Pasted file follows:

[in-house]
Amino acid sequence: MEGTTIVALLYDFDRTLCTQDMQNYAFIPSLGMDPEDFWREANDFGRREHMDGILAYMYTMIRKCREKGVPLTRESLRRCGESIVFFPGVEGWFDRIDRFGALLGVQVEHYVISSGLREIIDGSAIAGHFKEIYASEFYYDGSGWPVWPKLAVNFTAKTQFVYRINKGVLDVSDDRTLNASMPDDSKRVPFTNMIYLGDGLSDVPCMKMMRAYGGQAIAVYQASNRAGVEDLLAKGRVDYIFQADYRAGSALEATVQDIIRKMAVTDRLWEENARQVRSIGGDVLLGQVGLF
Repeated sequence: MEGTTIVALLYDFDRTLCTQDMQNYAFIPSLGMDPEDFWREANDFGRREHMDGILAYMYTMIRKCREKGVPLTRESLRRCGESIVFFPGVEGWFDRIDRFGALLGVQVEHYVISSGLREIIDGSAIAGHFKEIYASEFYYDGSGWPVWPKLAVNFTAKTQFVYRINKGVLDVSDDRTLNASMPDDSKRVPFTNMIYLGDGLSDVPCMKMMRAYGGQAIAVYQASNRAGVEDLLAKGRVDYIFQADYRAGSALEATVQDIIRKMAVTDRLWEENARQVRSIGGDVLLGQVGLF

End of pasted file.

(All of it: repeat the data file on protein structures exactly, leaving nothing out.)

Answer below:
[in-house]
Amino acid sequence: MEGTTIVALLYDFDRTLCTQDMQNYAFIPSLGMDPEDFWREANDFGRREHMDGILAYMYTMIRKCREKGVPLTRESLRRCGESIVFFPGVEGWFDRIDRFGALLGVQVEHYVISSGLREIIDGSAIAGHFKEIYASEFYYDGSGWPVWPKLAVNFTAKTQFVYRINKGVLDVSDDRTLNASMPDDSKRVPFTNMIYLGDGLSDVPCMKMMRAYGGQAIAVYQASNRAGVEDLLAKGRVDYIFQADYRAGSALEATVQDIIRKMAVTDRLWEENARQVRSIGGDVLLGQVGLF
Repeated sequence: MEGTTIVALLYDFDRTLCTQDMQNYAFIPSLGMDPEDFWREANDFGRREHMDGILAYMYTMIRKCREKGVPLTRESLRRCGESIVFFPGVEGWFDRIDRFGALLGVQVEHYVISSGLREIIDGSAIAGHFKEIYASEFYYDGSGWPVWPKLAVNFTAKTQFVYRINKGVLDVSDDRTLNASMPDDSKRVPFTNMIYLGDGLSDVPCMKMMRAYGGQAIAVYQASNRAGVEDLLAKGRVDYIFQADYRAGSALEATVQDIIRKMAVTDRLWEENARQVRSIGGDVLLGQVGLF